Rays repeatedly hit David Hess hard, knock him out in third inning in Orioles’ 8-1 loss

Orioles right-hander David Hess took the slow walk off the Tropicana Field mound as Daniel Powter’s “Bad Day” echoed throughout the stadium. Hess’ outing Wednesday night against the Tampa Bay Rays matched up far closer to the song’s title than its status as a one-hit wonder.

The Rays pounded Hess in their 8-1 victory, striking for six runs in his two-plus innings. Hess faced 13 batters, with 11 putting the ball in play at more than 97 mph, nine smashing 100 mph drives, eight recording hits and none striking out. In all, Hess allowed an average exit velocity of 102.3 mph, the highest of any starting pitcher in the majors this season, per Statcast data.


“Just leaving balls over the middle of the plate,” Hess said. “I think it just kinda showed that that's not gonna play at this level. That's something that we know, and I tried to make some adjustments and just wasn't able to.

“When you're trying to work on stuff in the middle of a game with fans in the stands and the atmosphere of a baseball game, it's tough, but at the end of the day, that's not acceptable. I have to be better than that."


Three of those hits went over the fence. Brandon Lowe (Maryland) provided Tampa Bay an early lead with a three-run homer in the first inning, and Ji-Man Choi and Yandy Díaz ended Hess’ outing with consecutive home runs to begin the third.

After getting scratched from Tuesday’s lineup with an illness, first baseman Chris Davis was not among the starting nine that Orioles manager Brandon Hyde put together for Wednesday’s matchup with the Tampa Bay Rays at Tropicana Field.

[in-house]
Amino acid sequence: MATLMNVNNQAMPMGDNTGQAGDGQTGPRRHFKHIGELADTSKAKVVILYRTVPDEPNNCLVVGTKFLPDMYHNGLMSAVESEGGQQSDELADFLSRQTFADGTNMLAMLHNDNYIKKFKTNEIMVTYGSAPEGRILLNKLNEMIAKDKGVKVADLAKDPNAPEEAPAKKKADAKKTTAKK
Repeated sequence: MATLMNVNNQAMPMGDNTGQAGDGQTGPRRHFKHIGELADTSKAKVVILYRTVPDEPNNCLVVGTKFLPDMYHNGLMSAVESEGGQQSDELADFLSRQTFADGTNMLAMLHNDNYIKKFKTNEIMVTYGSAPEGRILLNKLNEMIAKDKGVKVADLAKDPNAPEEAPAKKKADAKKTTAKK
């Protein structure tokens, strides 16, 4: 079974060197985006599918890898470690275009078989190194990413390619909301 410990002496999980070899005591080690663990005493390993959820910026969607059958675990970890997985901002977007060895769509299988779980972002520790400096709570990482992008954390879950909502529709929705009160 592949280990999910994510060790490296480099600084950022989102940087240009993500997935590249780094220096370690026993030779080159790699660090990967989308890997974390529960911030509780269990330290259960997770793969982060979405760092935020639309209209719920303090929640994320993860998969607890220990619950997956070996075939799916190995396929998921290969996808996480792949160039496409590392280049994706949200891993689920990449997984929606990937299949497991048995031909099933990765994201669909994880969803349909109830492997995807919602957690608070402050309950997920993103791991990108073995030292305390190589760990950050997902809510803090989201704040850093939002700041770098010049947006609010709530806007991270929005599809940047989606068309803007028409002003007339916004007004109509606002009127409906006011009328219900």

The Rays (14-4) were unrelenting in dealing their damage. Reigning American League Player of the Week Austin Meadows began the bottom of the first with a 115.4 mph single. Choi followed Tommy Pham’s 102.3 mph flyout with a 97.1 mph single before Díaz lined out at 105.6 mph. Lowe then redirected a Hess changeup, sending it over the right-field fence with an exit velocity of 108.9 mph.

Tampa Bay added another run in the second inning when Kevin Kiermaier’s 105.5 mph double preceded Mike Zunino’s 98.5 mph RBI single. Willy Adames then doubled at 101.2 mph, which Meadows exceeded with a 104.2 mph liner into a shifted Baltimore infield; shortstop Richie Martin snared it and threw to third for a double play as Zunino jogged toward home. The inning ended on Pham’s 86.1 mph flyout, the softest contact Hess allowed.

Choi and Díaz cranked their homers at 107.3 and 107.9 mph, respectively. Orioles manager Brandon Hyde made his way to the mound to pull Hess, cueing the song that defined the right-hander’s outing.

“Just wasn’t his night,” Hyde said. “They were on every pitch.”

After not allowing any home runs in his first 9 1/3 innings of the season, including 6 1/3 no-hit frames against the Toronto Blue Jays in his first start, Hess has given up seven in his past 11 2/3 for the Orioles (7-12). His past three starts, those following the no-hit bid, have seen him post a 9.24 ERA.

Hess believes his stuff hasn't changed much since his Toronto outing. It's more about his mechanics allowing him to properly use said stuff.